as well as the reaction of a friend who judged that McCarthy was a literary genius and “also probably somewhat insane” (176). Daughtery. all1 games aspire to the condition of war” (249)-and as a dance enjoyed only by those who have delivered themselves “entire to the blood of war” (331). Vereen. Finally. Many sophisticated readers surely alternate. THEUNIVERSITY OF ALABAMA TUSCALOOSA. El Paso: Texas Western Press. It then follows that El Paso is the epicenter of imaginative creation. Jackson: UP of Mississippi. Blood Meridian or the Evening Redness in the Wesr. The problem is that the sublime detachment created by forcibly tearing away from the will’s pressures with the fear and loathing they induce is sporadically reciprocated by the reattachment of those pressures as the threat grows too formidable and immediate to transcend. Sacred Violence: A Reader’s Companion to Cormac McCartliy.” Arnold and Luce 151-12. 1993. To be fair. . construes the perpetual warfare of existence alternately as an exhilarating game-“Men are born for games. .Downloaded by [University of Rhodes] at 13:15 04 June 2014 hand. 32 CRITIQUE . Peter. . “Blood Music: Reading Blood Meridian. Edwin T. 1988. Perspectives on Cormac McCurthy. eds. just as the will itself does. this is the point at which Schopenhauerian resignation to bellurn ornniurn shades over into Nietzschean celebration in the spirit of Zarathustra: “You should love peace as a means to new war-and the short peace more than the long. at least the first time through. Baton Rouge: Louisiana State UP.” Hall and Wallach 169-88. and Dianne Luce. To adopt the terms used by Joyce’s Stephen Dedalus. New York: Ecco. even if the latter are imaginary in origin. between awe at the sumptuous prose and the haunting vignettes and visceral revulsion at the heinous atrocities unremittingly depicted in them. the static experience of art gives way to the kinetic experience of actualities. [. I suggest that Schopenhauer’s explanation of the dynamics involved in the experience of the sublime helps us understand the problematical aesthetic of Blood Meridian. 1995. Cormac. the matrix for a world of infinitely diverting-and threatening-representations. “Gravers False and True: Blood Meridian as Gnostic Tragedy. Hall. Wade and Rick Wdllach.. McCarthy. . It is amusing to speculate that McCarthy is the will in some literary modality. Leo. [ . this reaction represents an inverted tribute to McCarthy’s power to overwhelm our imaginations. eds. Josyph. Bell. The Achiewmenf of Cormac McCarth. 1986.] You say it is the good cause that hallows even war? I say unto you: it is the good war that hallows any cause” (47). In its way. ALABAMA WORKS CITED Arnold. Peter Josyph describes this bifurcated reaction on his own part. But it is also worth remembering that Nietzsche acknowledged Schopenhauer as the seminal influence in his own philosophical development and that Schopenhauer’s Wille is the clear precursor of the younger philosopher’s Wille zur Mucht.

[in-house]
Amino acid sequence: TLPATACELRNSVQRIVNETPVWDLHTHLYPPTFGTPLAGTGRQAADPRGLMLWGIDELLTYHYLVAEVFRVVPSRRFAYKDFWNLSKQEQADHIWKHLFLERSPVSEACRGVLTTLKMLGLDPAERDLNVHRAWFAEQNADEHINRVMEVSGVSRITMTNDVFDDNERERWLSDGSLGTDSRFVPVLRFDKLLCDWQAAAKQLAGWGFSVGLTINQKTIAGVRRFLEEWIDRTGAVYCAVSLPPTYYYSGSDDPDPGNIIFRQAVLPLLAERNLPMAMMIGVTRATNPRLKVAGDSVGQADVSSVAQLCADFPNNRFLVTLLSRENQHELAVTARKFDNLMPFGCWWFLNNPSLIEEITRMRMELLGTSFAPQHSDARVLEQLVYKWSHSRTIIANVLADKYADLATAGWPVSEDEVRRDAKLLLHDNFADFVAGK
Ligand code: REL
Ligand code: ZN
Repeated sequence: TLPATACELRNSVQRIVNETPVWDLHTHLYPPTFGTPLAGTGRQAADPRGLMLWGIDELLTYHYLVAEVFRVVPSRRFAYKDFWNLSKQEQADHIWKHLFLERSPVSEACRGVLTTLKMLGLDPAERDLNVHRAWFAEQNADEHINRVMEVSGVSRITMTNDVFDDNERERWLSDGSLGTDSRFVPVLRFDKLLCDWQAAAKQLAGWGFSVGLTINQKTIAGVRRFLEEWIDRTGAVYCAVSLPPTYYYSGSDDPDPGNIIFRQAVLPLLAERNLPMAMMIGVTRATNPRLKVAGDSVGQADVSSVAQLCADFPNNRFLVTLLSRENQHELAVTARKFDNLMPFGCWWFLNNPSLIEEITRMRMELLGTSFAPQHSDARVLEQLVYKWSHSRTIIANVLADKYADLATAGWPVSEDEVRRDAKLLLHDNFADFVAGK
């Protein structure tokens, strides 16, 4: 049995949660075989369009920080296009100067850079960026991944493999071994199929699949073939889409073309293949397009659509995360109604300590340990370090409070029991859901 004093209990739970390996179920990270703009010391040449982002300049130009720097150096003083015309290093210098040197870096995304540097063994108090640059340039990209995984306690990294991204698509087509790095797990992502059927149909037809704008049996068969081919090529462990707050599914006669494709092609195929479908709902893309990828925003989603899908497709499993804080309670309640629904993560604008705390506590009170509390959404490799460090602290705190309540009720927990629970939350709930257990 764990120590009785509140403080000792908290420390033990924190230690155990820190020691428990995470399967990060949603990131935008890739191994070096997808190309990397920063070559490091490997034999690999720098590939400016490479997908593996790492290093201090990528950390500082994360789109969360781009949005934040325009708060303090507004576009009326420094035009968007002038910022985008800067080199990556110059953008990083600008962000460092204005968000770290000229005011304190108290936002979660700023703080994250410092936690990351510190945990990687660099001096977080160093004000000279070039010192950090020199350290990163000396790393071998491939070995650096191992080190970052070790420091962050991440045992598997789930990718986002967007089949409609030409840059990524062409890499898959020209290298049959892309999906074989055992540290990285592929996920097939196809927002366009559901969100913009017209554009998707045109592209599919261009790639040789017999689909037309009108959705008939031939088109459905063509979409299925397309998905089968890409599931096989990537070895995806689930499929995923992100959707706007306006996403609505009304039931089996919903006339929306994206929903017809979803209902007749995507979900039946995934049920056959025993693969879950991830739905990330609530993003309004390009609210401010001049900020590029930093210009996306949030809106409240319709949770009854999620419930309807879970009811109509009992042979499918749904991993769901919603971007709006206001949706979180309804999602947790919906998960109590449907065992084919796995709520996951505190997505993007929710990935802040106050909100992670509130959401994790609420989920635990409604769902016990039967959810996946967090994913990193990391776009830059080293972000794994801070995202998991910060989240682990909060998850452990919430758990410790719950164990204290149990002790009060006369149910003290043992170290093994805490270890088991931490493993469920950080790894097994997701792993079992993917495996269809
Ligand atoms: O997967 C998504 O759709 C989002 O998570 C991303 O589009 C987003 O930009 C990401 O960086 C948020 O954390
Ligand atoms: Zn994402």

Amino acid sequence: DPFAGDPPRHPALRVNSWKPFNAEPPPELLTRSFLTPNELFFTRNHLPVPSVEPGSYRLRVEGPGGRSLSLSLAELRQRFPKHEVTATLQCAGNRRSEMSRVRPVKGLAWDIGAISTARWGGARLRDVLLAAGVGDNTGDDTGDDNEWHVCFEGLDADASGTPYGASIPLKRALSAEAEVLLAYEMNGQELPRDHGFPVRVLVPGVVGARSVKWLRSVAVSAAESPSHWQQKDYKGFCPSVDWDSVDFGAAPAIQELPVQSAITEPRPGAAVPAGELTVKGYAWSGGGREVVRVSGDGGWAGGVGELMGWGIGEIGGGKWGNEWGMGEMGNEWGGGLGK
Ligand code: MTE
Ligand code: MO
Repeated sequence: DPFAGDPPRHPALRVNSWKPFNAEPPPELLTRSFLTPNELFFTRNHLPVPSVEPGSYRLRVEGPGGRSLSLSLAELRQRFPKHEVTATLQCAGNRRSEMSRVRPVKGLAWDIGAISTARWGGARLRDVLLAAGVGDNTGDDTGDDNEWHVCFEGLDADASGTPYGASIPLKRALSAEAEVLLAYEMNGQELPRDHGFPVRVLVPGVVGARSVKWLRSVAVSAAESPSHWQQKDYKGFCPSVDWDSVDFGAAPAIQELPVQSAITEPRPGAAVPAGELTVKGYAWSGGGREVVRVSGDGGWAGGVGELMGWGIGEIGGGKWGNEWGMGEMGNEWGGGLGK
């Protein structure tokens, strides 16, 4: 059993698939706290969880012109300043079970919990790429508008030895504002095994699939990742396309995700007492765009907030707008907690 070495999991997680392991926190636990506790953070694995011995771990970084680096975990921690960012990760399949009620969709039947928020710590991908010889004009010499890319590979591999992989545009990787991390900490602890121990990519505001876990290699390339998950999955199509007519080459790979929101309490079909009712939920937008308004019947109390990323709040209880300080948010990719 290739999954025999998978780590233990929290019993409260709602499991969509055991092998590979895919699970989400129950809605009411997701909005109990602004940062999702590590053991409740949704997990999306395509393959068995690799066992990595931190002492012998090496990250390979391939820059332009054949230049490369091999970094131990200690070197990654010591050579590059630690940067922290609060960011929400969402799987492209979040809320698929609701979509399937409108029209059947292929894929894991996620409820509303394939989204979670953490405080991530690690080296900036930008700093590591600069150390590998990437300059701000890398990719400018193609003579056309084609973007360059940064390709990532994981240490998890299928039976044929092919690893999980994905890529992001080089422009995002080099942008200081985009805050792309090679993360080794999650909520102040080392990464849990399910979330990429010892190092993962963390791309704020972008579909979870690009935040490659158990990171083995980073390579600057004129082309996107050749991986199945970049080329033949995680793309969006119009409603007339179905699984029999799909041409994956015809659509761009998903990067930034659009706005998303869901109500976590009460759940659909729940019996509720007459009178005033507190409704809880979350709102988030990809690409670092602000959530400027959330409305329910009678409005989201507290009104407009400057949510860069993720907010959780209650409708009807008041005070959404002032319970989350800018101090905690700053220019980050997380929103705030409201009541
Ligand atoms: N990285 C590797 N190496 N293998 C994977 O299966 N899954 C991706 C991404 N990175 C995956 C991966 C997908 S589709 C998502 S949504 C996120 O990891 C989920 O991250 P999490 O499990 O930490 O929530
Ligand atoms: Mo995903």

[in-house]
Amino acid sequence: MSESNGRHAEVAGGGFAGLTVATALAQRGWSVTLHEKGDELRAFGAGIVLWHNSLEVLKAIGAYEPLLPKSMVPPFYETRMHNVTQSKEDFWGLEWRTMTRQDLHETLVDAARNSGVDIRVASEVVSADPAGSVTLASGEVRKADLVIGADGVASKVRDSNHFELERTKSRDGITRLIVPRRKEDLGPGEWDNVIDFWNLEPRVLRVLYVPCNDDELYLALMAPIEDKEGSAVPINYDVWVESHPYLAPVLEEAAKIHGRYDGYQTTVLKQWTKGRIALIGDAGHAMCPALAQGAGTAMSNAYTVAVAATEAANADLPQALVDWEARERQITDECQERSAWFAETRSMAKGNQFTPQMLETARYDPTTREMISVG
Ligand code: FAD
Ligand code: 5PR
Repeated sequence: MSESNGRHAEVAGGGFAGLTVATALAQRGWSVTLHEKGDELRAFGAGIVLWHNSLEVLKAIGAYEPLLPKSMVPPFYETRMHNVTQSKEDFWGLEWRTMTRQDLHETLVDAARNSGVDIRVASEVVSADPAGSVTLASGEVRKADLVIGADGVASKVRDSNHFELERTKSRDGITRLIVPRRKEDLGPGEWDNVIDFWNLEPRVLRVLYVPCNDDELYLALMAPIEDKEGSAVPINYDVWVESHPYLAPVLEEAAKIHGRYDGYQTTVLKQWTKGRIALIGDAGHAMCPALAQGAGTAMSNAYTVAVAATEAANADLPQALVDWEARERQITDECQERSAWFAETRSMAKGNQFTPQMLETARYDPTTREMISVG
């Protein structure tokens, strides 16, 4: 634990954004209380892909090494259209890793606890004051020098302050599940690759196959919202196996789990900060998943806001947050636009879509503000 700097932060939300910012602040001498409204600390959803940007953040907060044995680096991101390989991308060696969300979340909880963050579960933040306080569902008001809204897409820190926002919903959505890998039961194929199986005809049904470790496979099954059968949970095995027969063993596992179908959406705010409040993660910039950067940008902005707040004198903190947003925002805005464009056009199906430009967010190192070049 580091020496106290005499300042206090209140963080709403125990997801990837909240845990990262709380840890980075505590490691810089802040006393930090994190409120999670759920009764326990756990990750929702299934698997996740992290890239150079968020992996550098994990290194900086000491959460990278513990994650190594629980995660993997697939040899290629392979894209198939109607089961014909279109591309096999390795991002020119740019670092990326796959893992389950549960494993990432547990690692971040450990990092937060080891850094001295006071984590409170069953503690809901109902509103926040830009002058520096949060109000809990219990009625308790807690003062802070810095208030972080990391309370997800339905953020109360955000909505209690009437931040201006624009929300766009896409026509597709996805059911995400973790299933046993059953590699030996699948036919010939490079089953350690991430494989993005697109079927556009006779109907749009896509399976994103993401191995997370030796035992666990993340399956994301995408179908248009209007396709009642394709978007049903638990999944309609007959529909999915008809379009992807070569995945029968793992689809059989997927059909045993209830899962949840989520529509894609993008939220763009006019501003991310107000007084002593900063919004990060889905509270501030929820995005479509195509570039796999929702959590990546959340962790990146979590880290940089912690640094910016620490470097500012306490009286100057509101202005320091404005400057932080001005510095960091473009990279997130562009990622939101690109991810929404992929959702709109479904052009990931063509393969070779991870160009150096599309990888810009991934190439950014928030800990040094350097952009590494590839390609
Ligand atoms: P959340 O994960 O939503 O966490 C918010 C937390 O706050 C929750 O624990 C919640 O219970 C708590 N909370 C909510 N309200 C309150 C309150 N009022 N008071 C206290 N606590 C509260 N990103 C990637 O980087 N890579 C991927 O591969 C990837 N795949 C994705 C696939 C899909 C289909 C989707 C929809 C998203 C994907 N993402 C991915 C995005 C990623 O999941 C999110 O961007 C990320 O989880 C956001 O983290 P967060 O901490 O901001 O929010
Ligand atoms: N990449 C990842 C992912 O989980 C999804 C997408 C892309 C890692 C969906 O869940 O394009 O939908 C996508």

1966. Owens. Stern. 2 vols. Postmodemist Fiction. Steven. Barclay. Nietzsche. New York: Viking. Brian. 1969. Trans. J. P. FALL 2003.” Hall and Wallach 125-36. The World as Will and Representation. Rick. “Judge Holden: Blood Meridian’s Evil Archon. Karl Hillebrand. Trans. Friedrich. New York: Dover. London: Routledge.”’ Arnold and Luce 143-56. Connac McCarthy’s Western Novels. Tucson: U of Arizona P. Shaviro. Payne. Thus Spoke Zarathustra. Trans. 1889. NO. On Realism. 45.” Tivo Essays by Arthur Schopenhauer. “The Will in Nature. . Arthur. Walter Kaufmann. 2000.Downloaded by [University of Rhodes] at 13:15 04 June 2014 McHale. E. J. London: George Bell. Mme. 1 33 . 1973. F. 1987. “‘The Very Life of the Darkness. Wallach. Schopenhauer. New York: Methuen. VOL.